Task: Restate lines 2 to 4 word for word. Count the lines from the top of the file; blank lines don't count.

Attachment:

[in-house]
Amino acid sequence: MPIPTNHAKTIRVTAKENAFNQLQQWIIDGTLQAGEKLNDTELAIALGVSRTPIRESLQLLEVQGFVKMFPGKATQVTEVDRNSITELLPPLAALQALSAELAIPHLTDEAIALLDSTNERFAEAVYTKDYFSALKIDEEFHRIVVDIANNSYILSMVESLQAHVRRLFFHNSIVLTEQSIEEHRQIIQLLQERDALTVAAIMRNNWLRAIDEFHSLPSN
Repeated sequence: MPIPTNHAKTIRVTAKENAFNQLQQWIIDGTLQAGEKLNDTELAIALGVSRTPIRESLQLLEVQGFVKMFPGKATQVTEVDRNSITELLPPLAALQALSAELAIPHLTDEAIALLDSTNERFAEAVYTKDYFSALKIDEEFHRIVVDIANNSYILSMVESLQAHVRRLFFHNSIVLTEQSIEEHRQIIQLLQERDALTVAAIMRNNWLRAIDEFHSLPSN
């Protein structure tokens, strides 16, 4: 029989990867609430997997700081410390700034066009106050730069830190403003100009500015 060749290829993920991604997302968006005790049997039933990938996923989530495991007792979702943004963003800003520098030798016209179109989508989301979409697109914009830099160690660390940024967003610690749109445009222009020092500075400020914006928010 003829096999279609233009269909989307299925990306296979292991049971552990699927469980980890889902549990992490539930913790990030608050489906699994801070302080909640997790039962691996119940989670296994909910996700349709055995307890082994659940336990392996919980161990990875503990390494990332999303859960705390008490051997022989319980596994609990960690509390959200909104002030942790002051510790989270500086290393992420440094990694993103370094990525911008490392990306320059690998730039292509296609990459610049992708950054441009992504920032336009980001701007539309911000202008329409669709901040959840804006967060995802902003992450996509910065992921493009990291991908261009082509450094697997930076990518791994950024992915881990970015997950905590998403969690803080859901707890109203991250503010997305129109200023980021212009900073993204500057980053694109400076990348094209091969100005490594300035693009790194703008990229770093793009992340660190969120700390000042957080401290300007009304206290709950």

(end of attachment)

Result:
Amino acid sequence: MPIPTNHAKTIRVTAKENAFNQLQQWIIDGTLQAGEKLNDTELAIALGVSRTPIRESLQLLEVQGFVKMFPGKATQVTEVDRNSITELLPPLAALQALSAELAIPHLTDEAIALLDSTNERFAEAVYTKDYFSALKIDEEFHRIVVDIANNSYILSMVESLQAHVRRLFFHNSIVLTEQSIEEHRQIIQLLQERDALTVAAIMRNNWLRAIDEFHSLPSN
Repeated sequence: MPIPTNHAKTIRVTAKENAFNQLQQWIIDGTLQAGEKLNDTELAIALGVSRTPIRESLQLLEVQGFVKMFPGKATQVTEVDRNSITELLPPLAALQALSAELAIPHLTDEAIALLDSTNERFAEAVYTKDYFSALKIDEEFHRIVVDIANNSYILSMVESLQAHVRRLFFHNSIVLTEQSIEEHRQIIQLLQERDALTVAAIMRNNWLRAIDEFHSLPSN
């Protein structure tokens, strides 16, 4: 029989990867609430997997700081410390700034066009106050730069830190403003100009500015 060749290829993920991604997302968006005790049997039933990938996923989530495991007792979702943004963003800003520098030798016209179109989508989301979409697109914009830099160690660390940024967003610690749109445009222009020092500075400020914006928010 003829096999279609233009269909989307299925990306296979292991049971552990699927469980980890889902549990992490539930913790990030608050489906699994801070302080909640997790039962691996119940989670296994909910996700349709055995307890082994659940336990392996919980161990990875503990390494990332999303859960705390008490051997022989319980596994609990960690509390959200909104002030942790002051510790989270500086290393992420440094990694993103370094990525911008490392990306320059690998730039292509296609990459610049992708950054441009992504920032336009980001701007539309911000202008329409669709901040959840804006967060995802902003992450996509910065992921493009990291991908261009082509450094697997930076990518791994950024992915881990970015997950905590998403969690803080859901707890109203991250503010997305129109200023980021212009900073993204500057980053694109400076990348094209091969100005490594300035693009790194703008990229770093793009992340660190969120700390000042957080401290300007009304206290709950």